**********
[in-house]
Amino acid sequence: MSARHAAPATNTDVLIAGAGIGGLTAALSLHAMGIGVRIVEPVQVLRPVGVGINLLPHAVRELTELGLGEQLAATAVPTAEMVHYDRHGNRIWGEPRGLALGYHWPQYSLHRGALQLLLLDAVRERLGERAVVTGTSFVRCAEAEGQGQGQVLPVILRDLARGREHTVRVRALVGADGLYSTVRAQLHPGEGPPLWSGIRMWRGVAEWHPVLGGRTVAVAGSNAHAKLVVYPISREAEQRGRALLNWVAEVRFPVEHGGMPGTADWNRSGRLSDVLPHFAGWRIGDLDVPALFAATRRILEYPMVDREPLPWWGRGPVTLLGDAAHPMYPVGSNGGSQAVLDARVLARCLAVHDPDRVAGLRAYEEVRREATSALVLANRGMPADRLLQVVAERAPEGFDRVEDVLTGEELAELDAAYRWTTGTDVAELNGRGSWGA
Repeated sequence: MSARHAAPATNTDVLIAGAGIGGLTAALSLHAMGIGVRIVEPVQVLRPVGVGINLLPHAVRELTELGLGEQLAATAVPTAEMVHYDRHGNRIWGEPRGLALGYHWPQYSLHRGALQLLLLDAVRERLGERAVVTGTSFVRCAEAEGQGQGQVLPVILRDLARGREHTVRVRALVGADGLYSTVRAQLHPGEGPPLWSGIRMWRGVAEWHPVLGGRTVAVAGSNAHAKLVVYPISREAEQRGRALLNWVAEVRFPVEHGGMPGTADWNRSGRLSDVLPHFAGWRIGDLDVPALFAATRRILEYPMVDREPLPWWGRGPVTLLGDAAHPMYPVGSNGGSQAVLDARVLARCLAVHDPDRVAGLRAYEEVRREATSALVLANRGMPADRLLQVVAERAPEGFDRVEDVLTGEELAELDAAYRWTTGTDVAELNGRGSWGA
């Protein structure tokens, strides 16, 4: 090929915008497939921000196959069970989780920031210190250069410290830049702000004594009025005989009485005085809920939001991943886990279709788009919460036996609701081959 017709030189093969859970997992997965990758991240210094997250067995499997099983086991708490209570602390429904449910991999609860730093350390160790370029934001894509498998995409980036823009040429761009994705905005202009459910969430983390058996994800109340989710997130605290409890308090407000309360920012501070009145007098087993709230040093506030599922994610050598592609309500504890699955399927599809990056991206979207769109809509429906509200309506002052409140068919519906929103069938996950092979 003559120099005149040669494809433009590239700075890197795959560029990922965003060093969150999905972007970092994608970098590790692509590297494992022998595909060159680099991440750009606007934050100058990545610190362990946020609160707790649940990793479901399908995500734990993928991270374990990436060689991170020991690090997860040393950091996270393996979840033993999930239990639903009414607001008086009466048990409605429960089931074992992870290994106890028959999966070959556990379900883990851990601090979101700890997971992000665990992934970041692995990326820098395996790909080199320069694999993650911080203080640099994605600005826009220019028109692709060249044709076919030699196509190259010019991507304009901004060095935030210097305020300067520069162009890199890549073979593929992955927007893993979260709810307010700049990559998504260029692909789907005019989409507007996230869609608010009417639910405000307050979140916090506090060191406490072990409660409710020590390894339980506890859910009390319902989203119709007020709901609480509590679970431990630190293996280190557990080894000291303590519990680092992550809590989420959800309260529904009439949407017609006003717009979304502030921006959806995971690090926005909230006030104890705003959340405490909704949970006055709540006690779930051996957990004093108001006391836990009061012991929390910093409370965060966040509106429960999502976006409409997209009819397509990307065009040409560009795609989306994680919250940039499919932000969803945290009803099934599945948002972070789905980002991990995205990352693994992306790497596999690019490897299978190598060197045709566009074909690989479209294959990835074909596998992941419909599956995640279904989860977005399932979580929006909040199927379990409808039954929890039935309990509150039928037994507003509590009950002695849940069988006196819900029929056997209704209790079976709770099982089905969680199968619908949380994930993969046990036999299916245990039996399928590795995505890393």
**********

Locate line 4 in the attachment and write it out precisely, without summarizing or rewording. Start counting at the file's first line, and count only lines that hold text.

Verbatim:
């Protein structure tokens, strides 16, 4: 090929915008497939921000196959069970989780920031210190250069410290830049702000004594009025005989009485005085809920939001991943886990279709788009919460036996609701081959 017709030189093969859970997992997965990758991240210094997250067995499997099983086991708490209570602390429904449910991999609860730093350390160790370029934001894509498998995409980036823009040429761009994705905005202009459910969430983390058996994800109340989710997130605290409890308090407000309360920012501070009145007098087993709230040093506030599922994610050598592609309500504890699955399927599809990056991206979207769109809509429906509200309506002052409140068919519906929103069938996950092979 003559120099005149040669494809433009590239700075890197795959560029990922965003060093969150999905972007970092994608970098590790692509590297494992022998595909060159680099991440750009606007934050100058990545610190362990946020609160707790649940990793479901399908995500734990993928991270374990990436060689991170020991690090997860040393950091996270393996979840033993999930239990639903009414607001008086009466048990409605429960089931074992992870290994106890028959999966070959556990379900883990851990601090979101700890997971992000665990992934970041692995990326820098395996790909080199320069694999993650911080203080640099994605600005826009220019028109692709060249044709076919030699196509190259010019991507304009901004060095935030210097305020300067520069162009890199890549073979593929992955927007893993979260709810307010700049990559998504260029692909789907005019989409507007996230869609608010009417639910405000307050979140916090506090060191406490072990409660409710020590390894339980506890859910009390319902989203119709007020709901609480509590679970431990630190293996280190557990080894000291303590519990680092992550809590989420959800309260529904009439949407017609006003717009979304502030921006959806995971690090926005909230006030104890705003959340405490909704949970006055709540006690779930051996957990004093108001006391836990009061012991929390910093409370965060966040509106429960999502976006409409997209009819397509990307065009040409560009795609989306994680919250940039499919932000969803945290009803099934599945948002972070789905980002991990995205990352693994992306790497596999690019490897299978190598060197045709566009074909690989479209294959990835074909596998992941419909599956995640279904989860977005399932979580929006909040199927379990409808039954929890039935309990509150039928037994507003509590009950002695849940069988006196819900029929056997209704209790079976709770099982089905969680199968619908949380994930993969046990036999299916245990039996399928590795995505890393």